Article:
Democrats’ best political tactic is also the best way to secure real results

“Democrats might not be able to pass anything through the Republican-controlled House (though they might as well try), but if they keep up the pressure and attention, the railroads might do what they want anyway. Norfolk Southern clearly thought that this derailment would blow over relatively quickly. … If Democrats raise enough of a fuss, the company, and the entire rail industry, might just start operating their business responsibly.” — Ryan Cooper, American Prospect

The situation adds fuel to the idea that Democrats don’t care about white rural Americans

“The Flint water crisis … when there was lead poisoning among children and people out there. The politicians, including Biden at that time, were immediately on the ground. They tried to make it a political issue about racial discrimination. And so the contradiction or the disparate treatment here will probably be picked up by some Republicans on the right just showing … how Democrats are abandoning or neglecting these rural working-class white towns.” — Allysia Finley, Wall Street Journal

Democrats can only win the political battle if they make serious efforts to improve rail safety

“This is a no-brainer: The disaster in East Palestine has led to a massive increase in coverage of train derailments, drawing attention to the dangerous consequences of deregulation. Republicans can blather all they want, but they don’t have a plan to fix anything. All Democrats have to do is say they’ll make the trains safer.” — Alex Shephard, New Republic

East Palestine has given Trump a chance to revive his successful 2016 campaign approach

“Conservative dog-whistling about how white people in red states are pariahs in their own country who need to beef up their political muscle in order to ensure their own survival was a tactic that helped Trump win a presidential election. And I’m ruefully reminded of that period as I watch him and his supporters take advantage of East Palestine the same way.” — Tayo Bero, Guardian

Voters will see right through the GOP’s disingenuous criticisms

“Trump and any other Republicans hoping to make political hay off of East Palestine’s misery are coming to town empty-handed. None of the anti-Biden critics on this issue have offered a solution, because they can’t. The only fix for the kind of runaway abuses of modern capitalism that cause these environmental catastrophes is government regulation, aided by empowering worker safety with strong unions — two things that the Trump-led GOP has opposed at every turn.” — Will Bunch, Philadelphia Inquirer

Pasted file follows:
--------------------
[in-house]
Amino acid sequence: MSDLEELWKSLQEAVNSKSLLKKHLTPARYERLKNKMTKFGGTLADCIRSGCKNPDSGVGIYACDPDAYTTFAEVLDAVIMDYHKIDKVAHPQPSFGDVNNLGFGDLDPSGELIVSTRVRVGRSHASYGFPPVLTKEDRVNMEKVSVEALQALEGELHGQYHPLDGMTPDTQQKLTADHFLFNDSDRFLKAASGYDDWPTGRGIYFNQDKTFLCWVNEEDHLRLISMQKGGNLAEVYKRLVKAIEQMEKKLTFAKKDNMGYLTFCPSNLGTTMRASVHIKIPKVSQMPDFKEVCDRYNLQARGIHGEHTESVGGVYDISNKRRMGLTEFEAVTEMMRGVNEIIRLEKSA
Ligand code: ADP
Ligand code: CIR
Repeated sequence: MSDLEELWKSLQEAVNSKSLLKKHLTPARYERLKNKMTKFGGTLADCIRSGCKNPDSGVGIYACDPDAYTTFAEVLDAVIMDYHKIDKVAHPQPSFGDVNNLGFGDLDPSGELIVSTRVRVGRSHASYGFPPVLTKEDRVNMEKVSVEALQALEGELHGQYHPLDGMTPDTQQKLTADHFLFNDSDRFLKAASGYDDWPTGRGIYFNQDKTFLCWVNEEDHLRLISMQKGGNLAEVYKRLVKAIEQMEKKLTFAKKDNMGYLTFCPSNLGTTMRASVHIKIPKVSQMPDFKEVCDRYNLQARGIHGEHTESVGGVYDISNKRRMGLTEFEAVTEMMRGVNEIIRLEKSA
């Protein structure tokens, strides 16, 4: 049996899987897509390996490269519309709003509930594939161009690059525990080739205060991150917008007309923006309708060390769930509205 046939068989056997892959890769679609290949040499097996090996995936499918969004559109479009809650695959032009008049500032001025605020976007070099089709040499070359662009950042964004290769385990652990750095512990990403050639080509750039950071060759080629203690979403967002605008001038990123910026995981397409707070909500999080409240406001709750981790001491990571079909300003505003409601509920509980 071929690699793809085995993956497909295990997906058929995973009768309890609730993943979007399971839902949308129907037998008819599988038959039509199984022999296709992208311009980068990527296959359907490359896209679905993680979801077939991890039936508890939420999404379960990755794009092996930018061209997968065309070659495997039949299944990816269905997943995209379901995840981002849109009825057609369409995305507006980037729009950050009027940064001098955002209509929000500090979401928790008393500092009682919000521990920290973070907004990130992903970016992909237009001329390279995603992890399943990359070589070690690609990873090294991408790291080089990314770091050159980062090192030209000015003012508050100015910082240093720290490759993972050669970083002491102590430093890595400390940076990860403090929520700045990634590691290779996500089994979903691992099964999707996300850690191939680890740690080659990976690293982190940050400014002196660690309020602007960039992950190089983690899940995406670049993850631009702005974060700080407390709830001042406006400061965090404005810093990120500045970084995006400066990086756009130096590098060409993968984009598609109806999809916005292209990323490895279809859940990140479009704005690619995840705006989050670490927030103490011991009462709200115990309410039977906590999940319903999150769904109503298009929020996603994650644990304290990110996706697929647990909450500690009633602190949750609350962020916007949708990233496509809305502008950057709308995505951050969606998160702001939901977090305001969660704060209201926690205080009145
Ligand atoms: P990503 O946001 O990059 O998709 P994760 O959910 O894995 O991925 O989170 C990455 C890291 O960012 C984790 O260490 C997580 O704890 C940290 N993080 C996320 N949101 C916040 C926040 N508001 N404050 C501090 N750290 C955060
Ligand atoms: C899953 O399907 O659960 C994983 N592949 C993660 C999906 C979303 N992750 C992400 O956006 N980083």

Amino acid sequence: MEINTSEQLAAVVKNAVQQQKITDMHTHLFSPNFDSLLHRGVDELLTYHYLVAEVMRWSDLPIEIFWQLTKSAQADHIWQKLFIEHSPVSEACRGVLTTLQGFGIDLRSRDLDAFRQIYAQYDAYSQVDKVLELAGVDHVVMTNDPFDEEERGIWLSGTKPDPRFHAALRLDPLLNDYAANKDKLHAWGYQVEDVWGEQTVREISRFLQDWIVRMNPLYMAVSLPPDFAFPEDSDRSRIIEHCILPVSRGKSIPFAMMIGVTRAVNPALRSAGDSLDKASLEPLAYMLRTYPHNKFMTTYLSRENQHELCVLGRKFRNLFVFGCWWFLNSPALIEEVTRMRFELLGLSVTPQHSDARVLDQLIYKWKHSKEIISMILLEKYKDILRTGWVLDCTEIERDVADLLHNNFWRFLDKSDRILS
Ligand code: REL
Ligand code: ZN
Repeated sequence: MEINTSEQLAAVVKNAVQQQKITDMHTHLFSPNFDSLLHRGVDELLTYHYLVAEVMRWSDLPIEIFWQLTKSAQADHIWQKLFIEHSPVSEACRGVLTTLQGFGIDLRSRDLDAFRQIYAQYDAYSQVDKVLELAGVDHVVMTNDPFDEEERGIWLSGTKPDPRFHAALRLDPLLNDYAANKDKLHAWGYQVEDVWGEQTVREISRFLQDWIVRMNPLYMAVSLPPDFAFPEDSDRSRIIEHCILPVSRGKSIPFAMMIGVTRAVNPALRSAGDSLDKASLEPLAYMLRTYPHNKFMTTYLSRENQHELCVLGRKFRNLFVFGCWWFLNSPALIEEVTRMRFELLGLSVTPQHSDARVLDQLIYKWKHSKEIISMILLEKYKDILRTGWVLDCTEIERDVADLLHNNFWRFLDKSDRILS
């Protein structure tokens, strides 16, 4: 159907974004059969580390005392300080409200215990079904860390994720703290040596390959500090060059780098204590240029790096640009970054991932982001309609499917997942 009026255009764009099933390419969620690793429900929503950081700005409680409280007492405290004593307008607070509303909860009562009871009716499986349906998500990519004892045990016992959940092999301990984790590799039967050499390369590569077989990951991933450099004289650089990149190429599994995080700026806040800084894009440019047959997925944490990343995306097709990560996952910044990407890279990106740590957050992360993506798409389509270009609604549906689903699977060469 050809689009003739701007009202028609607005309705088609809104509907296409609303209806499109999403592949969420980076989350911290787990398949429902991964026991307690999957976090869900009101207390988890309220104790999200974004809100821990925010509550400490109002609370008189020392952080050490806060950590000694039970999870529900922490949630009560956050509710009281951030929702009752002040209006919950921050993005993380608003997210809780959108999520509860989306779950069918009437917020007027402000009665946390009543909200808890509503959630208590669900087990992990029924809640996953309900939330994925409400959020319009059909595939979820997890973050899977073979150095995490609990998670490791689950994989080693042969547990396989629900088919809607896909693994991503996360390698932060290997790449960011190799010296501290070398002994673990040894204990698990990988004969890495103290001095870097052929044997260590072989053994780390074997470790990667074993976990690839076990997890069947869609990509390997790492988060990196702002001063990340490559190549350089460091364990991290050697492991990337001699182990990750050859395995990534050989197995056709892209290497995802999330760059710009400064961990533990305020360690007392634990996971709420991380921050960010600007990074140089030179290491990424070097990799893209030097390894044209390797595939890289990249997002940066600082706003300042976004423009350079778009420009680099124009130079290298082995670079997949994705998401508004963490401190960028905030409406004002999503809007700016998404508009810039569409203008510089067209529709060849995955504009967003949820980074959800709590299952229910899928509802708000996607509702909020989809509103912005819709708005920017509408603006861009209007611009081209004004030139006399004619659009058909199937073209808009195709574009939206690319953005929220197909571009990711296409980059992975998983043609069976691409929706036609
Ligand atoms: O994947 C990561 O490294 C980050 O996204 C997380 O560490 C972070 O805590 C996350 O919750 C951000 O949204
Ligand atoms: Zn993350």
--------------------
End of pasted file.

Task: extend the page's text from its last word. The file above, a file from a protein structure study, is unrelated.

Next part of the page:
The situation undermines Biden’s effort to present himself as a warrior for the working class

“The train disaster in East Palestine, Ohio, was an opportunity for Biden to show that he really ‘gets it,’ by coming to the rescue of America’s forgotten men and women, and holding accountable the market and governmental elites responsible for their misery. But the president utterly flubbed it.” — Sohrab Ahmari, American Conservative

There should be no place for political games in East Palestine

“The lack of faith in government officials that has been sown through deep polarization is particularly costly in times when disasters like this strike. Citizens need solutions to big problems such as what we now have in East Palestine, not politicians looking to score political points. Environmental toxins do not care whether one is a Democrat, a Republican, or an Independent.” — David Raack, Chris Bowers and Robert Alexander, Columbus Dispatch

Both sides have a weak argument because they both failed the people of East Palestine

“The disaster has become a proxy battle where existing political divides are playing out—and where the failings of both of the contemporary parties are on clear display. The Democratic Party struggles to respond effectively to a crisis with empathy rather than technocratic policy lectures. The Trump-era Republican Party, meanwhile, says all the right things and advocates for all the wrong ones.” — David A. Graham, The Atlantic

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Photo illustration: Jack Forbes/Yahoo News; photos: Ukrainian Presidential Press Office via Getty Images, Gene J. Puskar/AP Photo, Spencer Platt/Getty Images